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EU to decide Zim sanctions Monday
17/02/2013 00:00:00
by Staff Reporter
 
Rights concerns ... UK foreign secretary, William Hague
 
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EUROPEAN foreign ministers will on Monday discuss lifting sanctions against the country following President Robert Mugabe's announcement that a referendum on the new constitution would be held mid next month.

The EU sanctions expire on Wednesday and a decision on the way forward has been delayed because of a disagreement between Britain and Belgium over lifting a ban on gold and diamonds mined in the country.

According to the UK's Telegraph newspaper, crisis talks between British and Belgian diplomats went on into the weekend over Belgium's insistence that the state-run Zimbabwe Mining Development Corporation (ZMDC), a major diamond and gold mining company, should be struck off the sanctions list.

If agreement cannot be found, the EU's current sanctions against Zimbabwe, targeting 112 individuals including President Mugabe and 11 companies, will expire.

The row over gold and diamond mining is the only barrier to lifting measures targeting around 20 Zimbabweans covered by an assets freeze and travel ban to be removed from the list.

Rights groups claim violations continue at the Marange diamond fields but Belgium, home to Antwerp, the world's largest diamond trading centre, has insisted that conditions have changed and sanctions on ZMDC are no longer justified.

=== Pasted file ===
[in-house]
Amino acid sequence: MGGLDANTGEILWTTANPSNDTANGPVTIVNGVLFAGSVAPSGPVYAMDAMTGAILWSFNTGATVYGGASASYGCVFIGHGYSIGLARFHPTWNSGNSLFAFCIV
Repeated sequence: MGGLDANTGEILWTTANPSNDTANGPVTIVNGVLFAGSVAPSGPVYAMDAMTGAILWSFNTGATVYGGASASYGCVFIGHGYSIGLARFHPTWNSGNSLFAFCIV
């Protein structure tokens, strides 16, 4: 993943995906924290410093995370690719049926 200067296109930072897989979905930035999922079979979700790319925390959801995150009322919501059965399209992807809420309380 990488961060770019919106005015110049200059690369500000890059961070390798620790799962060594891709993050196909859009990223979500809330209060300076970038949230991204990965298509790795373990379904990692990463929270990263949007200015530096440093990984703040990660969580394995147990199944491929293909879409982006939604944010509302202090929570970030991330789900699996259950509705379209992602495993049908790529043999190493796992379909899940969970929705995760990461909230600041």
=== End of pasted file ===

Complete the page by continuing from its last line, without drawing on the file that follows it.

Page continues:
Britain is concerned that it is too early to lift the key economic sanction before elections and that allowing the lucrative diamonds trade could be used to fund Mugabe's Zanu PF party.

Global Witness, a human rights campaign group, has warned that diamond revenues could be used to fund violence in this year's election.

"The Belgian government is claiming concern for the Zimbabwean people; however its true interests are closer to home in the diamond markets of Antwerp," said Emily Armistead, a spokesman for the group.

The constitutional referendum, set for March 16, will lead to new elections to end the coalition government between Mugabe and long term rival Morgan Tsvangirai, currently Prime Minister.

Despite deep divisions over policy between Zanu PF and Tsvangirai’s MDC-T party, the coalition government has been credited with helping ease political tensions and nursing the country’s economy back recovery.

Both Mugabe and Tsvangirai have also repeatedly called on supporters to ensure a peaceful vote and to desist from the violent clashes experienced during the inconclusive 2008 ballot.



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